Chinese languages

There are three tones (high, mid, low) in syllables ending in-p,-t, and-k; six tones occur in other types of syllables (mid level, low level, high falling, low falling, high rising, low rising). Two tones are used to modify the meaning of words (high level , and low-to-high rising *), as inyintobacco fromyinsmoke, andnöy*daughter fromnöywoman. Some special grammatical words also have the tone . There is no neutral tone and little tonal sandhi (modification).

TheChinese writingsystem is non-alphabetic. It applies a specific character to write each meaningful syllable or each nonmeaningful syllabic that is part of a polysyllabic word.

Pinyin is used in the following discussion of Modern Standard Chinese grammar.

The sound system of Chinese is marked by its use oftones to indicate differences of meaning between words or syllables that are otherwise identical in sound (i.e., have the same consonants and vowels). Modern Standard Chinese has four tones, while the more archaic Cantonese language uses at least six tones, as did Ancient Chinese. Chinese words often have only one syllable, although modern Chinese makes greater use ofcompoundsthan did the earlier language. In Chinesecompoundwords, few prefixes or infixes occur, but there are a great number of suffixes. Few words end in aconsonant, except in such archaic dialects as Cantonese. A Chinese word is invariable in form (i.e., it has noinflectionalmarkers or markers to indicate parts of speech) and, within the range allowed by itsintrinsicmeaning, can serve as any part of speech. Because there is no word inflection in the language, there is a fixed word order. Person and number are expressed in the pronoun rather than in the verb. Chinese has no definite article (i.e., no word meaning the), although the word meaning one and the demonstrative adjective are sometimes used as articles in the language today. Adjectives, which are probably of verbal origin, are not inflected for degree of comparison and may be used as adverbs without any change of form.

Middle Archaic Chinese is the language of some of the earliest writings of theConfucianschool. Important linguistic changes that had occurred between the Early and Middle phases became still more pronounced inLate Archaic, the language of the two major Confucian and Daoist writers,Mencius(Mengzi) andZhuangzi, as well as of other important philosophers. The grammar by then had become more explicit in the writing system, with a number of well-defined grammatical particles, and it can also be assumed that the use of grammatical affixes had similarly declined. The process used in verb formation and verb inflection that later appeared as tonal differences may at this stage have beenmanifestedas final consonants or as suprasegmental features, such as different types of laryngeal phonation. The word classes included nouns, verbs, and pronouns (each with several subclasses), and particles. The use of a consistent system of grammatical particles to form noun modifiers, verb modifiers, and several types of embedded sentences (i.e., sentences that are made to become parts of another independent sentence) became blurred in Han Chinese and was gone from written Chinese until the emergence of post-Classical Chinese. In Modern Standard Chinese the subordinating particledecombines the functions of several Late Archaic Chinese particles, and the verb particleleand the homophonous sentence particlelehave taken over for other Late Archaic forms.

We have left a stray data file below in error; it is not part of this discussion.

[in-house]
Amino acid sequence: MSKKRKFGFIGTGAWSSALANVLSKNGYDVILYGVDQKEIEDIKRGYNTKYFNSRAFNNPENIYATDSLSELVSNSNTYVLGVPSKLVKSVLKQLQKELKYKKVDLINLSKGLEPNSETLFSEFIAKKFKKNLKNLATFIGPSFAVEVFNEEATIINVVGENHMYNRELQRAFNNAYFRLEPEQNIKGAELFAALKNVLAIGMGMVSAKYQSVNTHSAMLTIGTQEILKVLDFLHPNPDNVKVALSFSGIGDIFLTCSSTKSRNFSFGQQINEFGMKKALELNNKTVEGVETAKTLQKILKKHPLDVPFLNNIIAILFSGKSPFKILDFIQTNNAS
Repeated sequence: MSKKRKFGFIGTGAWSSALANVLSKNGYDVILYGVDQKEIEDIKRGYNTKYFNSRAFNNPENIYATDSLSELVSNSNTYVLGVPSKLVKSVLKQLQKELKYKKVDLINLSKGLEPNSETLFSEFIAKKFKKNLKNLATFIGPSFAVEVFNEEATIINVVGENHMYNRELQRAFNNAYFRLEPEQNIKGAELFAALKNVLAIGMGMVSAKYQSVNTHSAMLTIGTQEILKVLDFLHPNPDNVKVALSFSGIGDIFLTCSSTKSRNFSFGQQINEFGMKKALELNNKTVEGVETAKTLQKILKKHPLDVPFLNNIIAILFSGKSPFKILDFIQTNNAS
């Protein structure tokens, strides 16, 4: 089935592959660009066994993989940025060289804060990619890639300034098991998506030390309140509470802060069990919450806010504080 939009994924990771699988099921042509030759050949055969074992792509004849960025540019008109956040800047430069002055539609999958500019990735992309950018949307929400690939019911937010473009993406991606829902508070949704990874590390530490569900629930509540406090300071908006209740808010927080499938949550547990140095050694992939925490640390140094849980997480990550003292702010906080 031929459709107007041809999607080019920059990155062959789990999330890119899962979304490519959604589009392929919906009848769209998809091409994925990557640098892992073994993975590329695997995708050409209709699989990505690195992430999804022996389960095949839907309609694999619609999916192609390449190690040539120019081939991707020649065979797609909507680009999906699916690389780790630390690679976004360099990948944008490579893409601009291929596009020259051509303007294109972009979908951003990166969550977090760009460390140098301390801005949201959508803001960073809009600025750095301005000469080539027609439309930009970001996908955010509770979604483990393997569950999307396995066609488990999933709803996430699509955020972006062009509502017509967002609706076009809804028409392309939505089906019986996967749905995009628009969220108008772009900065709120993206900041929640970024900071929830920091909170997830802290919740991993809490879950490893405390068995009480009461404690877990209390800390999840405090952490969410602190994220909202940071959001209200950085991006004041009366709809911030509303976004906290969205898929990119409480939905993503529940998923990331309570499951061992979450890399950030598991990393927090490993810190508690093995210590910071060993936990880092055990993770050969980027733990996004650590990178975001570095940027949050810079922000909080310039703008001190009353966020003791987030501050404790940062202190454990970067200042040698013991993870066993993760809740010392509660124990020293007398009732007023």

Verbs and nouns are written by what are or were formerly pictures, often consisting of several elements (e.g., the character for to love depicts a woman and a child; the character for beautiful is a picture of a man with a huge headdress with rams horns on top). The exact meaning of the word is rarely deducible from even a clearly recognizable picture, because theconnotationsare either too broad or too narrow for the words precise meaning. For example, the picture relationship of mother to child includes more facets than love, a concept that, of course, is not restricted to the mother-child relation, and a man adorned with rams horns undoubtedly had other functions than that of being handsome to look at, whereas the concept beautiful is applicable also to men in other situations, as well as to women. Abstract nouns are indicated by means of concrete associations. The character for peace, tranquility consists of a somewhat stylized form of the elements roof, heart, and (wine) cup. Abstract symbols have been used to indicate numbers and local relationships.

The spoken varieties of Chinese are mutually unintelligible to their respective speakers. They differ from each other to about the same extent as the modernRomance languages. Most of the differences among them occur in pronunciation and vocabulary; there are few grammatical differences. These languages includeMandarinin the northern, central, and western parts of China;Wu; Northern and SouthernMinGan(Kan);Hakka(Kejia); andXiang; andCantonese(Yue) in the southeastern part of the country.